So instead of randomising boar attacks, they randomised what I will dub a boar counter-insurgency strategy:

With the help of the district’s agriculture and livestock departments, PHKN designed a pilot version of the Anti-WBA Program (AWBAP). The main objective of this program was to prevent WBAs and subsequent crop-income losses. The program comprises HRD training that focuses on the awareness and prevention of WBAs. The prevention component of the program imparts information on basic techniques for scaring or trapping animals and for curtailing boar-population growth. Moreover, under the program, some basic equipment and animal drugs were provided free of charge to the treated households, upon the successful completion of training.

Drugs? From the footnote:

Drugs are used in the long term to control the boar population. It is claimed that female boars lose their fertility after consuming the drugs; however, the efficacy of the drugs has not yet been established.

So, using The Ghost and the Darkness as an analytical framework (which, frankly, I do for most things in life), they aren’t randomising the lions, they’re randomising Michael Douglas.

Hat tip to Ranil for finding this one.

Random thoughts left lying around

There has been much talk of economists starting up a trial registry for randomised interventions, or at least promoting the use of pre-analysis plans. One of the chief reasons for doing this is to curb data mining – if researchers make it clear up front which hypotheses they plan to test, this will reduce the incentive to report new results, discovered only after the researchers have had time to dig around.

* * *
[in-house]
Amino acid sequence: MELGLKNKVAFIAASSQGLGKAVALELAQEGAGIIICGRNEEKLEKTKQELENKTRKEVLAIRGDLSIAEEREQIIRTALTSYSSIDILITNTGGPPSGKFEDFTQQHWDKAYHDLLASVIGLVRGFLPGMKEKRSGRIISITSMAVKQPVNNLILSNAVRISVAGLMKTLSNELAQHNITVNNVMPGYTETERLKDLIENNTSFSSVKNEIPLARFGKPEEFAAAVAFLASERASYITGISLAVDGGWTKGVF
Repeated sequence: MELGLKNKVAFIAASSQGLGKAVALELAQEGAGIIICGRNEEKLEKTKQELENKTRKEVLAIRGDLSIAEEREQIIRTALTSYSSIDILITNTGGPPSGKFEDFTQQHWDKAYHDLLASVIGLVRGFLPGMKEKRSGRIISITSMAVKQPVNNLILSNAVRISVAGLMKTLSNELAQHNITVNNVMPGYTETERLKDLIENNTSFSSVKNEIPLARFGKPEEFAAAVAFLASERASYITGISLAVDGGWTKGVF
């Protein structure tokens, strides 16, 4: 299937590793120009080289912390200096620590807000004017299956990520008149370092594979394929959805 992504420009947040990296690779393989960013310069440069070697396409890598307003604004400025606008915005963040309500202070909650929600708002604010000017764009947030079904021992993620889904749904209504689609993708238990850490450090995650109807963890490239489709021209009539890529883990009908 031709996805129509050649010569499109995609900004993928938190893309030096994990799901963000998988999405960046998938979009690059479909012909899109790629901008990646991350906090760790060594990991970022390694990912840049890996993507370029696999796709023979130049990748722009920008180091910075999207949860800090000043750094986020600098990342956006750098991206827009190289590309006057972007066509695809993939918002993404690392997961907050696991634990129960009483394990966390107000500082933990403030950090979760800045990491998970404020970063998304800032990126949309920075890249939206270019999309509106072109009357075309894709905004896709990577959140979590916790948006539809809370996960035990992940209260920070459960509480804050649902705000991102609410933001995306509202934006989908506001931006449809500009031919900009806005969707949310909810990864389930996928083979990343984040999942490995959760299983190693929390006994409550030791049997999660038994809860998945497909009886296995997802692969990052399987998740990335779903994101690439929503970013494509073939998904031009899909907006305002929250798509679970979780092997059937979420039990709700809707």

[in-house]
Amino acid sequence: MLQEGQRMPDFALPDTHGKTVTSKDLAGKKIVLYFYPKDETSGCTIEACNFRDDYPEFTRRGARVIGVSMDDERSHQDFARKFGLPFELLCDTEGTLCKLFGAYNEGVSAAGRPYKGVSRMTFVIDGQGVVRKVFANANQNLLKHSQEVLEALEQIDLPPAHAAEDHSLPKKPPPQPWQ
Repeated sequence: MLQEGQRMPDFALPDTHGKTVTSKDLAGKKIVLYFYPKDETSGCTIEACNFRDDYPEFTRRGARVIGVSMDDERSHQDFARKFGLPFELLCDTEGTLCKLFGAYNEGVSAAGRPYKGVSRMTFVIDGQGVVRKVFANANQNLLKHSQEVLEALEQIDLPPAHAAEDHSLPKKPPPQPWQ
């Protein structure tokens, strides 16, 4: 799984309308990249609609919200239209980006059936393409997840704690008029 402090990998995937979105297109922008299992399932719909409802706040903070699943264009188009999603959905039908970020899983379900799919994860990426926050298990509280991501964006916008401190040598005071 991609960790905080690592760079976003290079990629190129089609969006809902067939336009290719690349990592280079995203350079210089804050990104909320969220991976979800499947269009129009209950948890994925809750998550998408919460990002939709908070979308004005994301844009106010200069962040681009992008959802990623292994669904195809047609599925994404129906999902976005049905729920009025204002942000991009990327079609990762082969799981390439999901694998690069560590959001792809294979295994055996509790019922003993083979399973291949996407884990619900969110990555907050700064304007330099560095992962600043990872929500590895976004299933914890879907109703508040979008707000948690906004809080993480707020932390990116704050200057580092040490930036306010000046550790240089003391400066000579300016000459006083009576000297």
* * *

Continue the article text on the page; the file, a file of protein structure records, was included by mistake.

While I think trial registries are worth a try, I have already discussed my worries their effects on the quantity of viable research (even if quality increases). These concerns aside, my question here is: why are trial registries primarily associated with randomised trials? Shouldn’t we also be moving to an equilibrium where all empirical research begins with a published pre-analysis plan?

I suppose the main hurdle is honesty here – for any dataset which already exists, it’s easy for me to download it, mine the data, then base my pre-analysis plan on empirical results I already know to exist. Furthermore, for any given dataset, the number of potential  hypotheses (and thus the number of pre-analysis plans which can be written by different researchers) is very large. This suggests that there is something special about writing a pre-analysis plan before the data is even collected, rather than before someone opens up Stata.